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Clin Infect Dis. 2006 Oct 15;43(8):1069-73. Epub 2006 Sep 7.

Symptomatic relapse of HIV-associated cryptococcal meningitis after initial fluconazole monotherapy: the role of fluconazole resistance and immune reconstitution.

Author information

1
Desmond Tutu HIV Centre, Institute of Infectious Disease and Molecular Medicine, University of Cape Town, Cape Town, South Africa. tihana.bicanic@hiv-research.org.za

Abstract

BACKGROUND:

Cryptococcal meningitis (CM) in South Africa is often treated with fluconazole as initial therapy. Surveillance data suggest that the prevalence of fluconazole-resistant CM is increasing, and expanding access to antiretroviral therapy is resulting in increasing recognition of immune reconstitution inflammatory syndrome. Therefore, we conducted a study to assess the contribution of these factors to CM relapse in this context.

METHODS:

Patients with symptomatic relapse of CM were prospectively identified at 2 hospitals in Cape Town, South Africa, during the period of 2003-2005. Patients met the following criteria: (1) a previous laboratory-confirmed episode of CM, with resolution of symptoms after treatment; (2) reported adherence to fluconazole treatment; (3) recurrence of typical CM symptoms; (4) cerebrospinal fluid antigen test and/or culture positive for Cryptococcus neoformans; and (5) no alternative diagnosis. Data on patients' human immunodeficiency virus (HIV) and CM infections and treatment were collected and analyzed.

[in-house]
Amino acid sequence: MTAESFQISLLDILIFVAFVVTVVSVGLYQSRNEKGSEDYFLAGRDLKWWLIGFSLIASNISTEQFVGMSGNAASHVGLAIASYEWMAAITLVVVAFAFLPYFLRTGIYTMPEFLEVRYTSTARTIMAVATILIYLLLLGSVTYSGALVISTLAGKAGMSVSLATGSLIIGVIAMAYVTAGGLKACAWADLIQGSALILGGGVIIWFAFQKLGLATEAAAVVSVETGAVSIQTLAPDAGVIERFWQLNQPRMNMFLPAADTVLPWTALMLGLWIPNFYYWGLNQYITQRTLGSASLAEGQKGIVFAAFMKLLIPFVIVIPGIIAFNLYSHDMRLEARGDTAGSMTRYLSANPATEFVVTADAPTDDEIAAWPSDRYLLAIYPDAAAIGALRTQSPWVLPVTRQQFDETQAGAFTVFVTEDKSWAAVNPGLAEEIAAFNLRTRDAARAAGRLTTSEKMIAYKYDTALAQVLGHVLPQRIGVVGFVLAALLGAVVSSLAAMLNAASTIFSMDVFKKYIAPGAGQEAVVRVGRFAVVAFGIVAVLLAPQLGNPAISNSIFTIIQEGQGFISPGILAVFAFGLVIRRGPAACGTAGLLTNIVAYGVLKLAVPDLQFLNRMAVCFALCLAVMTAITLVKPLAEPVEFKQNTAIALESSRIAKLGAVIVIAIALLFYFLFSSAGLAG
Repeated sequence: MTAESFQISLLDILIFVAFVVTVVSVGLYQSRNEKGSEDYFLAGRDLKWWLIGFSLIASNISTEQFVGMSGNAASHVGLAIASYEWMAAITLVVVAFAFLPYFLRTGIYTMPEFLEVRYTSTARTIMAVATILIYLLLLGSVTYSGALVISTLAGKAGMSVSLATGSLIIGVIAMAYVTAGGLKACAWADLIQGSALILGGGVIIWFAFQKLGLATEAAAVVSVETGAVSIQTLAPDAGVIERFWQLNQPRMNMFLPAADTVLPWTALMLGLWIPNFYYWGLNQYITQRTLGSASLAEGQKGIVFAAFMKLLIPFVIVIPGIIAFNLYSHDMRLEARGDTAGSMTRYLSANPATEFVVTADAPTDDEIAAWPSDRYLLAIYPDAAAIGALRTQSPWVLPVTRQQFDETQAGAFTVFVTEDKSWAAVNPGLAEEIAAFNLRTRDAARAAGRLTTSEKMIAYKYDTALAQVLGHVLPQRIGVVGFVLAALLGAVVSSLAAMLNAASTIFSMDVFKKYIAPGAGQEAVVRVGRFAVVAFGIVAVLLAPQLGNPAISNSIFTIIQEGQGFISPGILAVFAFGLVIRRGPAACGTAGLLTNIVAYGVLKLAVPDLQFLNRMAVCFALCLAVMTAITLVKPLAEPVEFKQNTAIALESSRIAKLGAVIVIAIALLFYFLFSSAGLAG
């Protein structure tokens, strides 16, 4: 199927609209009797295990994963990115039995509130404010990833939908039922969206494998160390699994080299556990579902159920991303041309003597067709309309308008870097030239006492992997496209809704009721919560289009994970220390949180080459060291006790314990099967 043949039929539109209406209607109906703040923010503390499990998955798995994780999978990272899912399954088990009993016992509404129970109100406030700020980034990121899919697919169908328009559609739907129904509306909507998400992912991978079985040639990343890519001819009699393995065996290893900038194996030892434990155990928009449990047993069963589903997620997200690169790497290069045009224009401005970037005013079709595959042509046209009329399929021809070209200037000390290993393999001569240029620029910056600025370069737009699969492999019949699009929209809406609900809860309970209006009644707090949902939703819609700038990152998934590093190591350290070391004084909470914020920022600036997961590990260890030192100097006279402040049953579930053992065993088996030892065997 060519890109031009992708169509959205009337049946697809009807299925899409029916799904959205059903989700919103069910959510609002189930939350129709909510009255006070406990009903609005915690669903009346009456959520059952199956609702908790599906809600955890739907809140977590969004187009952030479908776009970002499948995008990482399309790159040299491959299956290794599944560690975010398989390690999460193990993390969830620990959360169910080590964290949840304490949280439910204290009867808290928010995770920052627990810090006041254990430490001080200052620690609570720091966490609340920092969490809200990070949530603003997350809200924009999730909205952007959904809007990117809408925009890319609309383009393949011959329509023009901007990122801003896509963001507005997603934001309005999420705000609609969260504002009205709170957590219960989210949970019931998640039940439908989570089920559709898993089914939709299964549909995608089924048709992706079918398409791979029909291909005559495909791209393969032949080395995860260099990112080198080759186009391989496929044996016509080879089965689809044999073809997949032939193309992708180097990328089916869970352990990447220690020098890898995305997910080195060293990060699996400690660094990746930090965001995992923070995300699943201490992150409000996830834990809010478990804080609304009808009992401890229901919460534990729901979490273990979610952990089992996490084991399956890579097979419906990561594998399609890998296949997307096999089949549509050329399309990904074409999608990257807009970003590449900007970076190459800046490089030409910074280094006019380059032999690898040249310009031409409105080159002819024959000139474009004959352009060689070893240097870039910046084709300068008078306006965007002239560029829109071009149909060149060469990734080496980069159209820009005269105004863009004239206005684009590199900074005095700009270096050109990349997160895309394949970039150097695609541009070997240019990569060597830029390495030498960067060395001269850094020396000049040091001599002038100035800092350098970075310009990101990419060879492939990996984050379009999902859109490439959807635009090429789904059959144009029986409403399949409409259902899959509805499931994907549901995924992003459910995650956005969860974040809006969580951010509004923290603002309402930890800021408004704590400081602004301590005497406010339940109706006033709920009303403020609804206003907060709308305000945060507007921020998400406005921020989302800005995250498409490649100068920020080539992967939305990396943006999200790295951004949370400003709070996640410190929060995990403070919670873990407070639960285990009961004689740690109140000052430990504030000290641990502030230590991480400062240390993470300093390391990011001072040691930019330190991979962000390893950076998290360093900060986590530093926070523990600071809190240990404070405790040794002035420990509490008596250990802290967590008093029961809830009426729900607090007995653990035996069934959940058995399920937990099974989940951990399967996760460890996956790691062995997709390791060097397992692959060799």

RESULTS:

Thirty-two episodes of relapse occurred among 27 patients. Episodes were classified into 3 groups: culture-positive episodes in antiretroviral therapy-naive patients (6 episodes), culture-positive episodes in patients receiving antiretroviral therapy (15 episodes), and culture-negative episodes in patients receiving antiretroviral therapy (11 episodes). Seventy-six percent of culture-positive relapses were associated with isolates that had reduced susceptibility to fluconazole. Drug-resistant cases required prolonged intravenous therapy with amphotericin B, and despite this treatment, the mortality rate was high (54% at a median of 6 months of follow-up). Despite a long interval between initiation of antifungal therapy and initiation of antiretroviral therapy (median interval, 144 days), immune reconstitution inflammatory syndrome contributed to at least one-third of relapses.

CONCLUSIONS:

After initial treatment with fluconazole, relapses of symptomatic CM are often associated with fluconazole resistance and immune reconstitution inflammatory syndrome. These data add to concern about the efficacy of fluconazole, compared with amphotericin B, for initial treatment of HIV-associated CM.

PMID:
16983622
DOI:
10.1086/507895
[Indexed for MEDLINE]

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